History has a way of repeating itself.
Once again, the Ottawa Senators have a 3-2 series lead over the New York Rangers after a Game 5 victory. And just like the 2012 playoff series between these teams, the head coach of the Ottawa Senators has an intriguing lineup decision to make heading into a crucial Game 6 showdown.
Five years ago, Paul MacLean inserted Mark Stone into the lineup for Game 5 and his faith in the kid was rewarded, as Stone set up Jason Spezza for the eventual game-winning goal. But Stone played fewer than nine minutes in that game and when MacLean set his lineup for the potential clincher in Game 6, he opted to dress Jakob Silfverberg over Stone. The Senators lost the next two games, with some fans arguing that the coach should never have tinkered with a winning formula.
Now Guy Boucher has an equally interesting lineup decision on his hands heading into a potential series-clinching Game 6 in New York on Tuesday night. Chris Neil played fewer than three minutes in Game 5, but the Senators emerged victorious in a 5-4 overtime thriller.
So does Boucher stick with the exact same lineup that gave him a Game 5 win – or does he replace Neil with someone who could give him more minutes?
The decision to insert Neil in the first place touched off a polarizing debate within the Senators community. That debate has only magnified in the wake of Game 5.
The pro-Neil crowd argues that the Senators were lacking toughness in two straight losses in New York and needed his presence in the lineup to counter the dominance of the Rangers’ bottom-six forwards. No one can argue that the Senators looked like a different team in Game 5, winning more puck battles and showing more tenacity in all aspects of the game.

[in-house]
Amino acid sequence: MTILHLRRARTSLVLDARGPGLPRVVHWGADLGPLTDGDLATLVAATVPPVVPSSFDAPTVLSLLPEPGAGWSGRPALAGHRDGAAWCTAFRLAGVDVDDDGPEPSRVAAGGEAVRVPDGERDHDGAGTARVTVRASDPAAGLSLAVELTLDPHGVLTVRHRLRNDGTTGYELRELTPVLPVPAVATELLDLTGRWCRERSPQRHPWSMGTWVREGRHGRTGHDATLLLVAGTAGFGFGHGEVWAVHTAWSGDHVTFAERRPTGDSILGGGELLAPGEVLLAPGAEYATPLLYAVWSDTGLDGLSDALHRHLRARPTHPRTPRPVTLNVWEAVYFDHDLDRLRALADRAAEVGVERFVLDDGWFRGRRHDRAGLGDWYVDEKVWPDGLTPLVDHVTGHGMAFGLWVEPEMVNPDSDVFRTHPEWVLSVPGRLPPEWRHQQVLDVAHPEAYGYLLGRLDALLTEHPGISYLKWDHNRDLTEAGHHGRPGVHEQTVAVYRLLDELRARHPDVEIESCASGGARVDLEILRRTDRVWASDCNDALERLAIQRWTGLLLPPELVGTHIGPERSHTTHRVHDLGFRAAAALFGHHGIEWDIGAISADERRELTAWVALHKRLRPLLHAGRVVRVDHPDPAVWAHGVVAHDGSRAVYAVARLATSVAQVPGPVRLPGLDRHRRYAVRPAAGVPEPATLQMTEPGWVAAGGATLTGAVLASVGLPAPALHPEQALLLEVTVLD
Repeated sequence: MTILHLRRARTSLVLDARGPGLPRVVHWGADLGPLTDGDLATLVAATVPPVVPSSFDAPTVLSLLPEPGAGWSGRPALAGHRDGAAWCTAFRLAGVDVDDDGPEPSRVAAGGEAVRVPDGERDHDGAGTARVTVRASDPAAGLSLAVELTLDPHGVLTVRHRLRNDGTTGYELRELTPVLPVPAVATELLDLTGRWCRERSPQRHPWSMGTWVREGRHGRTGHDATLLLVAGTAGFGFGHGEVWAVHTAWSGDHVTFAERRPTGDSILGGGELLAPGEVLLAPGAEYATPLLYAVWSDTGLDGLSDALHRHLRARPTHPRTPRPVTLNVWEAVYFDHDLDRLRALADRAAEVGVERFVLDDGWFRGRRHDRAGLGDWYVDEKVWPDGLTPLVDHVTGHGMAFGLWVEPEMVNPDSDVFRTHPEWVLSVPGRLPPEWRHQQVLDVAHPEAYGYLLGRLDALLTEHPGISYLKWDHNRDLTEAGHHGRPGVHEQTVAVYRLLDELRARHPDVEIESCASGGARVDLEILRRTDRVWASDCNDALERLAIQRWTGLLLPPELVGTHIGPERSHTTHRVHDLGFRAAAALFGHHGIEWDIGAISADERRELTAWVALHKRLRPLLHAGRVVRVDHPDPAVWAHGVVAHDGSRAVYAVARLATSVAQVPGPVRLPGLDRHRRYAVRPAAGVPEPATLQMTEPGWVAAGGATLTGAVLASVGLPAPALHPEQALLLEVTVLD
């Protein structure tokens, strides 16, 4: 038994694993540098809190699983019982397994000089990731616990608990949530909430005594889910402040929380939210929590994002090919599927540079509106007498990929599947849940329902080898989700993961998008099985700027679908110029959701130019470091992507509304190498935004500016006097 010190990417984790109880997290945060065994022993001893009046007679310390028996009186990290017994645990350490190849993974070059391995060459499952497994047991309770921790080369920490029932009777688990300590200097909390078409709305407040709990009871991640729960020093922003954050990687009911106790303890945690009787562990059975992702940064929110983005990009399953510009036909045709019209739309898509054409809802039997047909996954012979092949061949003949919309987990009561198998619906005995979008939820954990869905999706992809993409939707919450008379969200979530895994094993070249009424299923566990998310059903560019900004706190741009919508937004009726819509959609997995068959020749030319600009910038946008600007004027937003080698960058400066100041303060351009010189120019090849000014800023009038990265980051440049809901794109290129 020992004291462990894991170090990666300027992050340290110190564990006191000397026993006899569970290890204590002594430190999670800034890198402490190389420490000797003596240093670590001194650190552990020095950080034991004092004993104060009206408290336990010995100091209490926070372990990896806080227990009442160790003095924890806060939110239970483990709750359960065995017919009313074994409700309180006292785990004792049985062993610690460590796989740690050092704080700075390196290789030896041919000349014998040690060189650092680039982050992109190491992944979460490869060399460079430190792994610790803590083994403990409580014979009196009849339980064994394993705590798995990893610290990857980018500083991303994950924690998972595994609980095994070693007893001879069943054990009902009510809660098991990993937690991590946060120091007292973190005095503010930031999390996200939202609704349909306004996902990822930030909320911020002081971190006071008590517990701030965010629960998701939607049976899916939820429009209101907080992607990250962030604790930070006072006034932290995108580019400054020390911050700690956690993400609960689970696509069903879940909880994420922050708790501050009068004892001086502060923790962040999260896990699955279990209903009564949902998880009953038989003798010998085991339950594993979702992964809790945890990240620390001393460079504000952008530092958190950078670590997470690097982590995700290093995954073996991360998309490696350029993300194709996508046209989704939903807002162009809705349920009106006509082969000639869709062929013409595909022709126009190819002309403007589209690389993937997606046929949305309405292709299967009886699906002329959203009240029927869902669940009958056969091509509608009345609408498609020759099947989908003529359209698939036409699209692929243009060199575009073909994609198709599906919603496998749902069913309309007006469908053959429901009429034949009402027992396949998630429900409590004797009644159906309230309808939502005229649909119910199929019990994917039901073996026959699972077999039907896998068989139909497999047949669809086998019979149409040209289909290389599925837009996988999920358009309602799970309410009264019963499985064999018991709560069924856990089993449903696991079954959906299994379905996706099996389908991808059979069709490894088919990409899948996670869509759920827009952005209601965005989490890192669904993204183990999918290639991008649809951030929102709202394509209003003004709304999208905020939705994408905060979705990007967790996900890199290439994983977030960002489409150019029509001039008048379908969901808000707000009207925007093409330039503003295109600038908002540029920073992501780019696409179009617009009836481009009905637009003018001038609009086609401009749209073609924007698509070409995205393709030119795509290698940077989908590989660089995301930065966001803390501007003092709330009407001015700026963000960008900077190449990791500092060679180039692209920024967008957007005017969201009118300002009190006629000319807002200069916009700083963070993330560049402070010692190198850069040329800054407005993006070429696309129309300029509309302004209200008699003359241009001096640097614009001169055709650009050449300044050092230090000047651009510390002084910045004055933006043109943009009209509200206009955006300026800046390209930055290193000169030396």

Neil specifically addressed Tanner Glass in the second period, jumping the Rangers forward and delivering a flurry of punches to an unsuspecting Glass after he committed an infraction against Dion Phaneuf. While Neil’s actions negated a potential Senators power play, it undeniably brought excitement for many inside Canadian Tire Centre, who applauded his efforts to send a message to Glass.
That the Senators scored two goals in the five minutes after only fuelled the pro-Neil crowd further, believing they could cite tangible proof of his impact.
The chain of causation is clear for them:
Ottawa was trailing 2-1.
Neil punches Glass.
Five minutes later Ottawa leads the game 3-2.
Case closed, right?
Not so fast.
It should be noted that Neil did not play single shift after the Glass incident. Ottawa surrendered its 3-2 lead by allowing the Rangers to score two goals and take a 4-3 lead into the dying moments of Game 5. If Derick Brassard didn’t tie up the game with a 1:26 left in regulation, Neil’s scuffle with Glass would have been merely viewed as a footnote in a postseason loss. Even worse, it would have been viewed in a negative light, as critics would have argued that Neil wasted a roster spot by playing only 2:26 in a losing effort.
But because the Senators escaped with an overtime win, the Neil incident with Glass is being viewed as a major turning point in the contest – and possibly the series.